Risk Weighted

Would DFAST Have Saved SVB?

There is a school of thought in the banking industry that Silicon Valley Bank would not have failed had it been subject to comprehensive stress tests. Is this true or just a fallacy?

Friday, March 24, 2023

By Tony Hughes


What lessons can we learn about the true nature of stress tests from the failures of Silicon Valley Bank (SVB) and Signature Bank? There is at least some belief that these banks would have avoided collapse if they had been required by regulators to more rigorously examine their “stresses.”

Is this accurate, or have these incidents taught us that the U.S. stress-testing system needs to be revamped, with a greater emphasis on concentration risk?

Before much of the Dodd-Frank Act was rolled back in 2018, banks like SVB and Signature Bank were subject to what was tautologically known as the DFAST stress test. This exercise was a watered-down version of CCAR that applied to all banks with more than $30 billion in assets under management.

tony-hughes-Nov-04-2021-01-01-50-00-PMTony Hughes

Now that the aforementioned banks have failed, a reasonable question is whether a continuation of the DFAST program would have made any difference.

At the time the rollback was proposed, I argued that the exercise was not holding back smaller banks, which, relative to larger CCAR firms, were enjoying increased market share, taking on a riskier profile and achieving improved profitability – despite the obligation to test. DFAST itself was similar in spirit to CCAR in that banks had to report scenario-based stress projections, but the exercise was largely toothless in terms of capital enforcement.

The most positive aspect of the DFAST test was that it extended the benefits of stress testing across a broader swath of the U.S. banking industry. Banks that engage in such exercises are forced to build additional models of their portfolios and to improve their data collection and retention abilities. Moreover, their risk managers are required, at minimum, to annually consider existential threats.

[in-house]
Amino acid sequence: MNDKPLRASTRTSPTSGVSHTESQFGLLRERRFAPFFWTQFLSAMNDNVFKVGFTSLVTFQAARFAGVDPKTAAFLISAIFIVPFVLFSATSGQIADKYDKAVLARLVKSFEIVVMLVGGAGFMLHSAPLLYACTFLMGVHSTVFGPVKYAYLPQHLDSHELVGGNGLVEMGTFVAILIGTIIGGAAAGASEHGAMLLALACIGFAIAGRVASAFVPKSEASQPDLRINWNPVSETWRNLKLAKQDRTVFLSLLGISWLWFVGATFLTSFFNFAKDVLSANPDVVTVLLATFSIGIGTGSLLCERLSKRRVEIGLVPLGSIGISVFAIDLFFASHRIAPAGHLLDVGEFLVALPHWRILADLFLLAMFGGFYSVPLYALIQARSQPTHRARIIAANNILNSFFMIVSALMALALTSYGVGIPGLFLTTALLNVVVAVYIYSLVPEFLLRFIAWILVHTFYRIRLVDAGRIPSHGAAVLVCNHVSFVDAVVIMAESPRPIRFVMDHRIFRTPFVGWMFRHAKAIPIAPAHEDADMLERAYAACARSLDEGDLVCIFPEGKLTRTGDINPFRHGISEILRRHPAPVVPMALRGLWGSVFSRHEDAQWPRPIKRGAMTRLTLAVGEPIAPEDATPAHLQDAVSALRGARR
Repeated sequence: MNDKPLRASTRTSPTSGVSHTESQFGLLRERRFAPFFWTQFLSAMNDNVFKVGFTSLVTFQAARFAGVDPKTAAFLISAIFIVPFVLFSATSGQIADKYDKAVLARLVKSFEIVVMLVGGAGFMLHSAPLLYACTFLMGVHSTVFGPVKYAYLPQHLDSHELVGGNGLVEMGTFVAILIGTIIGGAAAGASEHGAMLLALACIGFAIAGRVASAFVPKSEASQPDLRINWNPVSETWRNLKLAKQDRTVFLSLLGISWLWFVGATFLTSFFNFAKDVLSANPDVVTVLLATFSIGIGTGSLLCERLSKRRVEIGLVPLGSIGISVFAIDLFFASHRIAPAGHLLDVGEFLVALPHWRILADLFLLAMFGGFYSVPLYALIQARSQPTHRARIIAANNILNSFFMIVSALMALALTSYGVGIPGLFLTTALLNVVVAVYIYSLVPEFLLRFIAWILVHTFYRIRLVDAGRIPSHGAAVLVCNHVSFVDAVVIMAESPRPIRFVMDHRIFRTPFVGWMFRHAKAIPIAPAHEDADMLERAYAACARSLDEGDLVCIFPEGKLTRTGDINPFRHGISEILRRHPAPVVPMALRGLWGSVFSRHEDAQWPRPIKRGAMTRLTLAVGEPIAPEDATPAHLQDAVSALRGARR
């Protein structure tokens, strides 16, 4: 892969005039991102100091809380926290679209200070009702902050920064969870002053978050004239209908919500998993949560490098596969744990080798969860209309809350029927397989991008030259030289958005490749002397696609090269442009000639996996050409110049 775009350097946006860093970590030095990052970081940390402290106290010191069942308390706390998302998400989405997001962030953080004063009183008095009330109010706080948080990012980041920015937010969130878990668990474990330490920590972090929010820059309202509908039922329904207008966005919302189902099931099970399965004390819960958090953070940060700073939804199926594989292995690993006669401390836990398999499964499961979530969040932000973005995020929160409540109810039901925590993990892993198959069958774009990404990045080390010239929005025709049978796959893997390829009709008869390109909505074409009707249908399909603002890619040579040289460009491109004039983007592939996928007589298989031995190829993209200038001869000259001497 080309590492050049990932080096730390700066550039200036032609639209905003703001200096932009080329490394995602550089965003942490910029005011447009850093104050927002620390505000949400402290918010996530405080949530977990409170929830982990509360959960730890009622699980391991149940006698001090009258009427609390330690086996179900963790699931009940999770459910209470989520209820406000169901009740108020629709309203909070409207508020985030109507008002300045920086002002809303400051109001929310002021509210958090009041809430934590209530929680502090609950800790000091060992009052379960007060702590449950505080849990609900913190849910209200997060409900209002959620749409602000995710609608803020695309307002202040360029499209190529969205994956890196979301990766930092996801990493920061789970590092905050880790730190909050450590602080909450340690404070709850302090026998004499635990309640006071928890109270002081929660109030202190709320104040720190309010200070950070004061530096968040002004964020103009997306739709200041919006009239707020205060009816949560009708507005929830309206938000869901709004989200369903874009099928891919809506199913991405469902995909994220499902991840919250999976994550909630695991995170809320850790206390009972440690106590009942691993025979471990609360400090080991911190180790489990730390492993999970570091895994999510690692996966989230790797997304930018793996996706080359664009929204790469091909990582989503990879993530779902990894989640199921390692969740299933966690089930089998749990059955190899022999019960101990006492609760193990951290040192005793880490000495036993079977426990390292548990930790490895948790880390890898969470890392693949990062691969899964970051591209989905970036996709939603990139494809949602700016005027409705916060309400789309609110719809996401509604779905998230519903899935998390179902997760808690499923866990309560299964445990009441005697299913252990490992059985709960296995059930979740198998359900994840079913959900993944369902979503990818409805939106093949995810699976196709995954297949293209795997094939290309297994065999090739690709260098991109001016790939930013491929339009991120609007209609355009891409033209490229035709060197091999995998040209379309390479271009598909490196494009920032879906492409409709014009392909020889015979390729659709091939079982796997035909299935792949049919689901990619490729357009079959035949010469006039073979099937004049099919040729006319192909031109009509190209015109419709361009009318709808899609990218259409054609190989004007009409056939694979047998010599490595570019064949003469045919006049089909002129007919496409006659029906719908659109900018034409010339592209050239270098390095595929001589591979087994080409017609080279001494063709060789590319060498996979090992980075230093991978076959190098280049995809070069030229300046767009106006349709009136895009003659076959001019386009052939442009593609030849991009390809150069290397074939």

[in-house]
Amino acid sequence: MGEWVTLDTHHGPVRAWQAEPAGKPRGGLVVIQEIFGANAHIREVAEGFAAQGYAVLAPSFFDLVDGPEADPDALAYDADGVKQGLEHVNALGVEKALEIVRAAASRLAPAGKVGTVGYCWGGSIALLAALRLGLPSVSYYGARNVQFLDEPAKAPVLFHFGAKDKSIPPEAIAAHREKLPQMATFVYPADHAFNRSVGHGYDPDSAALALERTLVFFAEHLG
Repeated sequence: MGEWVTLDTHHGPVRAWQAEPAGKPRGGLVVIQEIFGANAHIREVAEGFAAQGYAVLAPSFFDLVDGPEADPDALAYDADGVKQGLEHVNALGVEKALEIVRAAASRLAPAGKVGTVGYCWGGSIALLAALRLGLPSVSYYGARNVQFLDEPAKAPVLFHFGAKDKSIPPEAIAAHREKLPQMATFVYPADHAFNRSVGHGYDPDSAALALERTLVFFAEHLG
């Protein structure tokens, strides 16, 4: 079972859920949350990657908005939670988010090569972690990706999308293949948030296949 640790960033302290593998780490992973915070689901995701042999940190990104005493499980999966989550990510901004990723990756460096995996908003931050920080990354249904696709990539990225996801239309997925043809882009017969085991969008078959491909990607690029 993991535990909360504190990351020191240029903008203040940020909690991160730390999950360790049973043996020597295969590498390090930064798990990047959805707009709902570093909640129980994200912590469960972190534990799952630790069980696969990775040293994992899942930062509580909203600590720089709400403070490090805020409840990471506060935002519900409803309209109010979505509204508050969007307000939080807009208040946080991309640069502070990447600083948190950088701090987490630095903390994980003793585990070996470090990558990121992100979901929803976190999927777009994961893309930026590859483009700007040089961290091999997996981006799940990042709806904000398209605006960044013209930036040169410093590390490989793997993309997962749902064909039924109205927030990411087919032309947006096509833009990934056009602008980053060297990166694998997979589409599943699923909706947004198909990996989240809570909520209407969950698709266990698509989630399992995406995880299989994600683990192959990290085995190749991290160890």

Given its toothless nature and low cost, I thought the exercise was well worth retaining.

However, I still don’t think the DFAST would have saved SVB. The core premise of the test, shared by most other stress testing regimes around the world, was that deep recessions cause banks to fail. Neither the current episode nor our experience during the GFC are consistent with this core premise.

SVB vs. the GFC: Stress-Testing Flaws

If we start with the GFC, I would argue – with 20-20 hindsight – that recession became inevitable when the cohort of poor-quality subprime mortgages was originated. The subsequent default of these loans was then a link in a chain of events that led to the deepest recession in more than half a century. In other words, the recession did not cause the subprime crisis – both the bank failures and the recession were instead caused by the concentration of poor-quality mortgages that were in place on the eve of recession.

Despite this, regulators opted for stress tests where banks are assumed to be passive victims of events that are outside their control.

Turning to the current situation, with U.S. growth positive on a year-over-year basis and with a 3.4% unemployment rate in play, the standard stress test would suggest that banks like SVB and Signature should be doing just fine. It's true that house prices, the third macro focus of stress testing, are rather shaky in many jurisdictions, but the banks that failed were not particularly active in mortgages.